You cannot not influence

We almost had a fistfight in our coaching masterclass the other day!

Of course, not really 🙂 — we had a wonderful exchange of ideas around the power of language in coaching sessions. The questions we got so interested in as to almost jump across the screen was “can you really partner with your client” and “what is the difference between co-creating and partnering?”

Are we weird — I guess :-), but we are passionate about coaching, too.

So let me be mean and use this space to let you know MY thoughts. Rebuttals welcome.

Co-creation

We cannot not co-create in conversation. Even when one person walks away from a conversation they have co-created something — they have established that they don’t want to continue the conversation. Also, when someone “blocks” the conversation by contradicting or by not following the invitation of their conversational partner, they are simply letting that partner know about their preferences in the conversation. For example:

Coach: “What are your best hopes from this session?”

Client: “You and your hopes malarkey! I have NO hope, go away!”

We have a clear indication that the client does not want to talk about hopes right now. So then it is the coach’s job to extend a different invitation. We always co-create something. As Watzlawick said: “We cannot not communicate”.

In conversation, we always extend invitations to our conversational partner: to draw attention to one thing and not another, to look at this topic and not another etc.

An example (I am stealing from our masterclass):

Client: “I have had a really difficult time, these last weeks”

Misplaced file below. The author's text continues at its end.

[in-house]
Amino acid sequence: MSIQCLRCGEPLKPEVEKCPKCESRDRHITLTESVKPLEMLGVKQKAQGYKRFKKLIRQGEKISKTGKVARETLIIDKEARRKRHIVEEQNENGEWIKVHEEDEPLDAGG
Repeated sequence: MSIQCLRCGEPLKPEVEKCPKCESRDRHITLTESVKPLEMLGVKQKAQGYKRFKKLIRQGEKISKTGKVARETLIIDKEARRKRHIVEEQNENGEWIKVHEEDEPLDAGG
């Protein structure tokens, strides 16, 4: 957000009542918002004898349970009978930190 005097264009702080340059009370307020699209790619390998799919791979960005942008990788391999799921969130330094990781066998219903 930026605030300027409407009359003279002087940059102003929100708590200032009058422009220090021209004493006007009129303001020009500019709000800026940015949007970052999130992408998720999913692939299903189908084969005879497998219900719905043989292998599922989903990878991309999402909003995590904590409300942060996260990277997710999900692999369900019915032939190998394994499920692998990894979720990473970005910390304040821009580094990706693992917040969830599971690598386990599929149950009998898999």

Coach: “Oh — difficult?”

is a very different invitation from

Client: “I have had a really difficult time, these last weeks”

Coach: “Oh — these last weeks?”

One invites the attention to the “difficult time”, the other to “these last weeks”, which implies that there could have been other, better times.

Partnering

So, when the International Coaching Federation speaks about “partnering with the client”, they do not mean that the coach should not be influential or not co-create (as this is impossible). Coaches can be conscious of the influence and give clients more or less choices about the direction the conversation will take. This is kind of a “meta-influence”: “I know that by talking, we are influencing each other, and I would like to give you as much choice as I can in order to create a conversation that is helpful and customized to you”.

When the coach picks up words the client uses, the coach might partner by asking: “Have I picked up what is important to you?”. The coach does introduce the concept of importance here (so there is no way around being influential and co-createting), but is also giving the client a choice about where to focus the attention (which is also something the coach introduces).

So “partnering with the client” does not mean, we think that a conversation can be “non-influential” or not co-creating. It means that there is an additional level of awareness around giving the client choices in the conversation. A last example:

Coach: “What are your best hopes from this session?”

Client: “You and your hopes malarkey! I have NO hope, go away!”

Coach: “Suppose you had a little hope, what could that be?”

Here, the coach has decided, that “hope” will be talked about and continues on the path the client has rejected.

Coach: “What are your best hopes from this session?”

Client: “You and your hopes malarkey! I have NO hope, go away!”

Coach: “Hm — if the hopes malarkey is not what you want to talk about — want do you want to talk about?”

Here the coach accepts the client’s choice of topic and enquires about the preferred direction for the conversation: partnering.

If you are interested in these kinds of musings and discussions (no, no fistfights were really involved — we had a LOT of fun) and you are an experienced coach, our masterclass might be for you. It builds on ACC level coaching (so 60 hours of coach training) and we have 2 a year.

Registration is here:

Share on facebook
Share on twitter
Share on linkedin
Share on pinterest